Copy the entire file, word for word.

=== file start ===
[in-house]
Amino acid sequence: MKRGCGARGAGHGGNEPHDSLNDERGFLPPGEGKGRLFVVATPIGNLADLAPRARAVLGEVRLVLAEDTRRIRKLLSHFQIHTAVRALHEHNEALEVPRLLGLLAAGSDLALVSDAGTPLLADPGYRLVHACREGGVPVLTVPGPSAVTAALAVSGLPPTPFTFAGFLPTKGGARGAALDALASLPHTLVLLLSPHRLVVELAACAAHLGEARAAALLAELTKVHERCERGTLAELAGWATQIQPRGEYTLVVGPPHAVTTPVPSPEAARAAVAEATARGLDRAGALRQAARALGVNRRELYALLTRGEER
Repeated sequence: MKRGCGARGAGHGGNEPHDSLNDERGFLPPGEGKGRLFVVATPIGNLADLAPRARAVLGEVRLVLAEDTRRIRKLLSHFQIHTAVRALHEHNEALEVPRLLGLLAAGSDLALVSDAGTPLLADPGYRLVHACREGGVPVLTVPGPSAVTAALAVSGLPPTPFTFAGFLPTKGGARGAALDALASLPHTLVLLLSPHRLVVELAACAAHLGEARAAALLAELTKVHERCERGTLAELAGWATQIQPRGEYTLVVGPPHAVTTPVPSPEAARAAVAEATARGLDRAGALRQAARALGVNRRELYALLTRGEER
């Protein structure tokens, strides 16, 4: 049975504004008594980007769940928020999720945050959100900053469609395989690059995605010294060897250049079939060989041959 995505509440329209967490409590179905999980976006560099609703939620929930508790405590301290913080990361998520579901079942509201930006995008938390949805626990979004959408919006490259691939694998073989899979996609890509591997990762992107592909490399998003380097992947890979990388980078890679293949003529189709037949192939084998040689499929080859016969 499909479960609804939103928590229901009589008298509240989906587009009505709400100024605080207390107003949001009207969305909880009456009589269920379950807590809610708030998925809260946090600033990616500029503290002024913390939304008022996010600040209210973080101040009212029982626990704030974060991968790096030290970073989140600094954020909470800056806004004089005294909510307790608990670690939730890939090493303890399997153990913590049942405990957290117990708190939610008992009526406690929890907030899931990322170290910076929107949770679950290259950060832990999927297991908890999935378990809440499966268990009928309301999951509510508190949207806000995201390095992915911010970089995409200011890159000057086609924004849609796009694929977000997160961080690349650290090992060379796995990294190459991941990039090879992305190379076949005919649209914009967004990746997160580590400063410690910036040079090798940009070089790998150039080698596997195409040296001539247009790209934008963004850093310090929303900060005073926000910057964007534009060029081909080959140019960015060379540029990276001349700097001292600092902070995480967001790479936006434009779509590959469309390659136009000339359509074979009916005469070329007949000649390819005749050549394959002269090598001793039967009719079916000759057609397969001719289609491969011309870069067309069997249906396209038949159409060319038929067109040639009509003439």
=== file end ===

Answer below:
[in-house]
Amino acid sequence: MKRGCGARGAGHGGNEPHDSLNDERGFLPPGEGKGRLFVVATPIGNLADLAPRARAVLGEVRLVLAEDTRRIRKLLSHFQIHTAVRALHEHNEALEVPRLLGLLAAGSDLALVSDAGTPLLADPGYRLVHACREGGVPVLTVPGPSAVTAALAVSGLPPTPFTFAGFLPTKGGARGAALDALASLPHTLVLLLSPHRLVVELAACAAHLGEARAAALLAELTKVHERCERGTLAELAGWATQIQPRGEYTLVVGPPHAVTTPVPSPEAARAAVAEATARGLDRAGALRQAARALGVNRRELYALLTRGEER
Repeated sequence: MKRGCGARGAGHGGNEPHDSLNDERGFLPPGEGKGRLFVVATPIGNLADLAPRARAVLGEVRLVLAEDTRRIRKLLSHFQIHTAVRALHEHNEALEVPRLLGLLAAGSDLALVSDAGTPLLADPGYRLVHACREGGVPVLTVPGPSAVTAALAVSGLPPTPFTFAGFLPTKGGARGAALDALASLPHTLVLLLSPHRLVVELAACAAHLGEARAAALLAELTKVHERCERGTLAELAGWATQIQPRGEYTLVVGPPHAVTTPVPSPEAARAAVAEATARGLDRAGALRQAARALGVNRRELYALLTRGEER
């Protein structure tokens, strides 16, 4: 049975504004008594980007769940928020999720945050959100900053469609395989690059995605010294060897250049079939060989041959 995505509440329209967490409590179905999980976006560099609703939620929930508790405590301290913080990361998520579901079942509201930006995008938390949805626990979004959408919006490259691939694998073989899979996609890509591997990762992107592909490399998003380097992947890979990388980078890679293949003529189709037949192939084998040689499929080859016969 499909479960609804939103928590229901009589008298509240989906587009009505709400100024605080207390107003949001009207969305909880009456009589269920379950807590809610708030998925809260946090600033990616500029503290002024913390939304008022996010600040209210973080101040009212029982626990704030974060991968790096030290970073989140600094954020909470800056806004004089005294909510307790608990670690939730890939090493303890399997153990913590049942405990957290117990708190939610008992009526406690929890907030899931990322170290910076929107949770679950290259950060832990999927297991908890999935378990809440499966268990009928309301999951509510508190949207806000995201390095992915911010970089995409200011890159000057086609924004849609796009694929977000997160961080690349650290090992060379796995990294190459991941990039090879992305190379076949005919649209914009967004990746997160580590400063410690910036040079090798940009070089790998150039080698596997195409040296001539247009790209934008963004850093310090929303900060005073926000910057964007534009060029081909080959140019960015060379540029990276001349700097001292600092902070995480967001790479936006434009779509590959469309390659136009000339359509074979009916005469070329007949000649390819005749050549394959002269090598001793039967009719079916000759057609397969001719289609491969011309870069067309069997249906396209038949159409060319038929067109040639009509003439």